The term gender identity generally refers to an individual’s feelings of being a man or a woman; it is a self-identification of gender. Socialization is the process through which infants develop into mature adults by learning the norms and values of the society. Gender socialization represents the idea that gender is socially constructed and that individuals learn gender roles and develop gender identity through human interaction. Through gender socialization, social expectations about what are appropriate masculine and feminine behaviors are communicated to members of society. Socialization processes transmit definitions of proper gender roles to individuals and shape their relationships to others in society as well as understandings of their place in it.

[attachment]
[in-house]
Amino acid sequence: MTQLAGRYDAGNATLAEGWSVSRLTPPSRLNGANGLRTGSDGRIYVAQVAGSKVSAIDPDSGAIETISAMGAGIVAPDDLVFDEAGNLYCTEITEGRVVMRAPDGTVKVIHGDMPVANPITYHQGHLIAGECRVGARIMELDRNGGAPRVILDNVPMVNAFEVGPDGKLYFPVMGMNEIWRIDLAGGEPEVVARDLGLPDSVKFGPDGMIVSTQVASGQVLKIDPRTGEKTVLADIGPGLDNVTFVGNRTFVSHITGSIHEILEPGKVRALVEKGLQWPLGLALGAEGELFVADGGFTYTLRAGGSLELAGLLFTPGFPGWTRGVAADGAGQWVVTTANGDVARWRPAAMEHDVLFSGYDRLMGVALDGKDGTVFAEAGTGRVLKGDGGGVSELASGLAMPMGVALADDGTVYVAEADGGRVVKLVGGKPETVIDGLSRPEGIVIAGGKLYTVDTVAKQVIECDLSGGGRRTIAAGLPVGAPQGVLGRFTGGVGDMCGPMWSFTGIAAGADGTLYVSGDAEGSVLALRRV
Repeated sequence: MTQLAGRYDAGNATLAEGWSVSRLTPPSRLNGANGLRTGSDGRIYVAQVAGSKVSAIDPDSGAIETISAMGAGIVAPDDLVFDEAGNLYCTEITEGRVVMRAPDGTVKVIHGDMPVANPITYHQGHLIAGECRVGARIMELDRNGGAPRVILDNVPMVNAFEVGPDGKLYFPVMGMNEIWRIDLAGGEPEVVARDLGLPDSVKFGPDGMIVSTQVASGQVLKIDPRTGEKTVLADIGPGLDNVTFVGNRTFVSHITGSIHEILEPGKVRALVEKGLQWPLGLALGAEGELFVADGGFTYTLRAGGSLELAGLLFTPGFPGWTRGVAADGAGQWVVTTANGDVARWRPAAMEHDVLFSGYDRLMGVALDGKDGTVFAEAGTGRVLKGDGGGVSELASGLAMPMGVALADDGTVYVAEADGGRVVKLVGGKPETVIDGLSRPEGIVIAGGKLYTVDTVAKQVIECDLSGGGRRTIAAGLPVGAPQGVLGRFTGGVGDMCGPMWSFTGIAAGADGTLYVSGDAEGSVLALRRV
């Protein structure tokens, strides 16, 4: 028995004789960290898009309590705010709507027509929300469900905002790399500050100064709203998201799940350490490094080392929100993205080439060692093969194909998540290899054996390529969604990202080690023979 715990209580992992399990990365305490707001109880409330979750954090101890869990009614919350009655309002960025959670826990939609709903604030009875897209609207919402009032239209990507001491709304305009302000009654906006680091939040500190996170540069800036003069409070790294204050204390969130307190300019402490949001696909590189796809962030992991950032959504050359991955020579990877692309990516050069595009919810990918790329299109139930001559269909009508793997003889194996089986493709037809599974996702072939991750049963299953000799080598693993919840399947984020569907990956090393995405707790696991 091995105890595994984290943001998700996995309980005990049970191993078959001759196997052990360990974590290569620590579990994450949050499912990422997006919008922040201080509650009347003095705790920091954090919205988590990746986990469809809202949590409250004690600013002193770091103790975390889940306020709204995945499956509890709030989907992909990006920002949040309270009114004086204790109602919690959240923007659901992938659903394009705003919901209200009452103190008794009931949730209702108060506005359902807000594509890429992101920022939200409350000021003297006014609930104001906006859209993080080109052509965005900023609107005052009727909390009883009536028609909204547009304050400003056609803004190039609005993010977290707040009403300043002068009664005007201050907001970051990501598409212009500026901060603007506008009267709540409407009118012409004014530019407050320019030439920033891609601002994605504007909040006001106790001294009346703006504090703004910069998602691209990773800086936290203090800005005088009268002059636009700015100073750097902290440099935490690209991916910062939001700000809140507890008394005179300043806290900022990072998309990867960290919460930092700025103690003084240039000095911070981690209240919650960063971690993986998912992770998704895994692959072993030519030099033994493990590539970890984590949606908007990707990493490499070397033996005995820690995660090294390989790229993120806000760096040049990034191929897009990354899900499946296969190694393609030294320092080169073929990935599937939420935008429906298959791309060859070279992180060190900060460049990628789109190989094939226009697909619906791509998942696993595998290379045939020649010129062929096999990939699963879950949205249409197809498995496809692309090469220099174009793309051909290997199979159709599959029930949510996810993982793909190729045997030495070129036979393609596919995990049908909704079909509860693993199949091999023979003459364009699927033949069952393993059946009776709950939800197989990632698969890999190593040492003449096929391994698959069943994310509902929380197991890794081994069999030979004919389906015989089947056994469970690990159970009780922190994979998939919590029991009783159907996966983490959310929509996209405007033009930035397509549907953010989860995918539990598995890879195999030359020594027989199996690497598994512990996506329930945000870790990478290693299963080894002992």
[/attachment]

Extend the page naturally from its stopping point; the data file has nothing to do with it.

Some scholars argue that gender socialization can act as a mechanism of social control which defines and sanctions behaviors and attitudes about gender. Gender norms guide and restrict people’s understanding and actions about what it means to be a male or a female as defined by culture. Researchers have found that extreme pressure to conform to traditional gender norms results in negative consequences for both men and women in U.S. society. For instance, boys who display femininity are often subject to severe social sanctions to reinforce norms of heterosexual masculinity. Some scholars explain that this is due to the coercive system of homophobia, defined as the fear and hatred of homosexuality. For girls, traditional gender expectations are embodied in beauty myths and the normative ideal of a thin body. These rigid and forceful gender role expectations can lead to social problems. Researchers associate high mortality rates among men in U.S. society, and high depression and proliferation of dieting and eating disorders among women, with gender ideologies.